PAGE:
Baltimore County

‘What better holiday’: Historic Black neighborhood in Towson set to host its first Juneteenth music festival

This marker, located at the northeast corner of Towsontown Boulevard and Virginia Avenue, honors the historically Black community of East Towson. Courtesy Photo.

Juneteenth, which is short for June 19, celebrates the ending of slavery in the United States for Black people and is the oldest nationally celebrated African-American holiday, said Nancy Goldring, president of the Northeast Towson Improvement Association.

The observance of Juneteenth will look different this year for Goldring’s community of Historic East Towson, as the Black neighborhood founded by slaves from the Hampton Mansion more than 150 years ago hosts its first Juneteenth music festival.


The festival will take place at the Elks Lodge, located at 411 E. Pennsylvania Ave., from noon to 6 p.m. Saturday. The Elks Lodge has long been a central meeting place for men and women of East Towson community, according to Goldring.

“The Elks Lodge has been here in the community for 99 years,” she said, “so we thought what better place and what better holiday to celebrate?”


Scheduled to perform at the festival is singer/songwriter Carly Troyer, the Jordan Gillis Band, vocalist Katyrah Love, jazz/rock fusion guitarist Noah Pierre, and the Diamonds of Jazz featuring Larzine.

“I’m excited to meet the other artists and do whatever I can to help my community,” said Troyer, who is from Towson and has previously performed in the Knollwood community.

Love, who has performed on stage at New York City’s famous Apollo Theatre, said she is “super excited” and explained her artistry.

“A lot of my songs cater toward Black love, Black encouragement and maintaining a respect for one another, so I’m excited for everyone to hear what I got and see some beautiful music written and created by other amazing musicians,” she said.

Tickets for this event are on sale for $35 on Eventbrite. All proceeds will go to the Northeast Towson Improvement Association for the benefit of the community and its residents.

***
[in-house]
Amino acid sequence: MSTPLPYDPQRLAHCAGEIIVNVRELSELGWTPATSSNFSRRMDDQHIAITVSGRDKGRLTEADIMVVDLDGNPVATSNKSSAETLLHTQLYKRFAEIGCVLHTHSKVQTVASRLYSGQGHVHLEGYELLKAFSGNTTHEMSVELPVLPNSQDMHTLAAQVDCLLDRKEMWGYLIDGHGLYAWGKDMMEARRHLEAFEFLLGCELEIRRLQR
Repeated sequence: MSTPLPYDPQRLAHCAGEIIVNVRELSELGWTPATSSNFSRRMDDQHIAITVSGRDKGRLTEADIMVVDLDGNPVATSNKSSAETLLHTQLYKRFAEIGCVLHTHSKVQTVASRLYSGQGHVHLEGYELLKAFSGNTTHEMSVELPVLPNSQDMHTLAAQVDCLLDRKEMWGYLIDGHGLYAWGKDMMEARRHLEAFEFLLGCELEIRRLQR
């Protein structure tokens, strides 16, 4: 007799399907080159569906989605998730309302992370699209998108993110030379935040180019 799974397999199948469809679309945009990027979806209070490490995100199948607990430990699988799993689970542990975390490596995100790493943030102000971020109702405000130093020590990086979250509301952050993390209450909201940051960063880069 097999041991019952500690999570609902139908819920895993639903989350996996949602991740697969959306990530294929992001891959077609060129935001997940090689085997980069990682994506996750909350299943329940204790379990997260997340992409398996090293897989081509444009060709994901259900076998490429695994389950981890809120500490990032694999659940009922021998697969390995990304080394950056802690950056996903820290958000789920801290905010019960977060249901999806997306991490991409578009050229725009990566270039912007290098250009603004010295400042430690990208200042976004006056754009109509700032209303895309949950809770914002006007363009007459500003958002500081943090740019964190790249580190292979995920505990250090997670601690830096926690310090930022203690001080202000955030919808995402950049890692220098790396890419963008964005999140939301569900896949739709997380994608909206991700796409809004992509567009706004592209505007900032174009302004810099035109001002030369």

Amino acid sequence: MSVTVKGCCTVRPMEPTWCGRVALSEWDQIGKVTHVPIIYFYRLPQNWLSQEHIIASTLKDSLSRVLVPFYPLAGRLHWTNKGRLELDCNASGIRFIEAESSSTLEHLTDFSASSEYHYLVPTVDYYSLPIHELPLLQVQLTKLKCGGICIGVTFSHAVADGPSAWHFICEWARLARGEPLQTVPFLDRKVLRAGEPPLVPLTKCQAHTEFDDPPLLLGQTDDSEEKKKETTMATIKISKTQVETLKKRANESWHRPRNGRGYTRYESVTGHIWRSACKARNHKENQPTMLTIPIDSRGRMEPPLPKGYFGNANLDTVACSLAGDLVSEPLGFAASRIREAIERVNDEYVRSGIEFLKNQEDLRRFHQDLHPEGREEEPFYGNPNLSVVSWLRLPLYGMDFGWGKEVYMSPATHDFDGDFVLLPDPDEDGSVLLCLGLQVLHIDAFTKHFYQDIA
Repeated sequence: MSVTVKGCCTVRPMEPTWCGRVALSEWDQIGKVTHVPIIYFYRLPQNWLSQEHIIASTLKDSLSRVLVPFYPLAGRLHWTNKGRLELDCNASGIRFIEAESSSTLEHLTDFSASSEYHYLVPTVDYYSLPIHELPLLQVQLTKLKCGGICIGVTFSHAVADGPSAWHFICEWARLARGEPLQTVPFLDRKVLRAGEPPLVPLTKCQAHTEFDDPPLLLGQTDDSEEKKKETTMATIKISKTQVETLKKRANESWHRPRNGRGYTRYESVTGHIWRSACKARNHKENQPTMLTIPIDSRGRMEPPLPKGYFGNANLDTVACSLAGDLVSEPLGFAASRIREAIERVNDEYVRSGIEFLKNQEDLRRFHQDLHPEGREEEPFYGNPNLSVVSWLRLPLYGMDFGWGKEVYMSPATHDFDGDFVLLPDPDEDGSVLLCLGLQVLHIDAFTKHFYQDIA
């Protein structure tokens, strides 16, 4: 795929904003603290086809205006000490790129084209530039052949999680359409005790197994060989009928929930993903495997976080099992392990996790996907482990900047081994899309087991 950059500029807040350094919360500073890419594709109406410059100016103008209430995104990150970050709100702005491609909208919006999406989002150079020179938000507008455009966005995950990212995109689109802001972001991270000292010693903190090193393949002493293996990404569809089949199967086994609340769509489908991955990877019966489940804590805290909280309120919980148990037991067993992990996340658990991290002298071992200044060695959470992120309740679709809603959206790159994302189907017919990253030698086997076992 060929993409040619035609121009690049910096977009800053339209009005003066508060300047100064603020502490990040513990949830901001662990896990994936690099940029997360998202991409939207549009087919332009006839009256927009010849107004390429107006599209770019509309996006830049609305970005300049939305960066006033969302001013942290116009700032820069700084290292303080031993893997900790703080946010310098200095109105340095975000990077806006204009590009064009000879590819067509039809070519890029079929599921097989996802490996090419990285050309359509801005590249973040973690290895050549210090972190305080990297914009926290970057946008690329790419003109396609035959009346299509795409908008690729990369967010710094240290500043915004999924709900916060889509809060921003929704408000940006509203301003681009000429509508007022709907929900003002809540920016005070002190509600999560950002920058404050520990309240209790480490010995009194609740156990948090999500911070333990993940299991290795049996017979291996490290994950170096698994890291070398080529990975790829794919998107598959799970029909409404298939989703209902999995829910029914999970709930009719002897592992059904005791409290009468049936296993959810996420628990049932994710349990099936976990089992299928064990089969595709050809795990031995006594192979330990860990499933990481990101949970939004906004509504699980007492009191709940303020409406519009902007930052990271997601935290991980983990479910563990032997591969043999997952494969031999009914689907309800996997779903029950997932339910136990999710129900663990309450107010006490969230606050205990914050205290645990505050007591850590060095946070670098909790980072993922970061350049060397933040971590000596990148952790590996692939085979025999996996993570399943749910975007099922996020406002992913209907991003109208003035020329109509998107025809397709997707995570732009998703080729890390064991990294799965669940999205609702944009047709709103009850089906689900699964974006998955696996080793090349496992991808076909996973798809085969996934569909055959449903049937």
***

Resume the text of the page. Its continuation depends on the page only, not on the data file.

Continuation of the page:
“I hope this will raise awareness of the rich history of East Towson and also provide a creative and economic opportunity for a number of artists who will be performing there,” said David Riley, president of Pink and Blues Music Foundation, who helped Goldring organize the Juneteenth event.

The festival is also part of ongoing pushback by Goldring and other residents to resist the Red Maple Place Development, a 56-unit proposed affordable housing project slated to be built between East Pennsylvania Avenue and East Joppa Road, off Fairmount Avenue.

Goldring explained that its construction will impact traffic concerns, exacerbate stormwater flooding in the area, and destroy the history of the historic Black neighborhood.


She called the project a “systematic attempt” to wipe Historic East Towson off Towson’s map.

“We’re happy to take what has been a heavy burden for us all over the last couple years and do something that we can all enjoy while we still stay the course,” she said.

“It’s been a long and arduous journey and we are still on it,” Goldring continued. “It is not easy but it is absolutely worth it to extend the tide to insensitive and irresponsible development and encroachment on our neighborhood’s boundaries, which has been going on for [nearly] 200 years.”

Jordan Gillis said he considered his own historic Black neighborhood in Dundalk before enlisting as a performer for the festival.

“I’m from a historic Black neighborhood myself in Turner Station,” he said. “Even though I’m not from [East Towson], I understand how the people that are from there feel about where they come from and they want to protect it — I support that 100%.”

Like many other residents in Historic East Towson, Goldring is a direct descendant of freed slaves from the nearby Hampton estate.


The Hampton Mansion was built and maintained by enslaved African-Americans. When Charles Ridgely, Maryland governor and owner of estate, died in 1829, his will freed a portion of those slaves, according to a book written by historian Louis Diggs. Some of this newly freed Black population settled nearby.

Goldring explained their struggle and said, “as long as we’ve been free, we’ve been battling.”

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With this Juneteenth festival she is excited about the outpouring of support that they are receiving from neighboring communities and the local talent it will showcase.

“Our ancestors built Hampton and this town,” she said. “We thought that this would be a really creative way to stay current on our legal obligations and we look forward to turning this into an annual event.”

If you go

What: Historic East Towson Juneteenth Music Festival

Where: Elks Lodge, 411 E. Pennsylvania Ave., Towson


When: Noon to 6 p.m. Saturday, June 19

Cost: Tickets are $35 and available on Eventbrite. Proceeds benefit the Northeast Towson Improvement Association.

More info: Musical guests include singer/songwriter Carly Troyer, the Jordan Gillis Band, vocalist Katyrah Love, jazz/rock fusion guitarist Noah Pierre, and the Diamonds of Jazz featuring Larzine. Parking is available at the Towson branch of the Baltimore County Public Library (320 York Road) or the Cinemark Theatres (111 E. Joppa Road).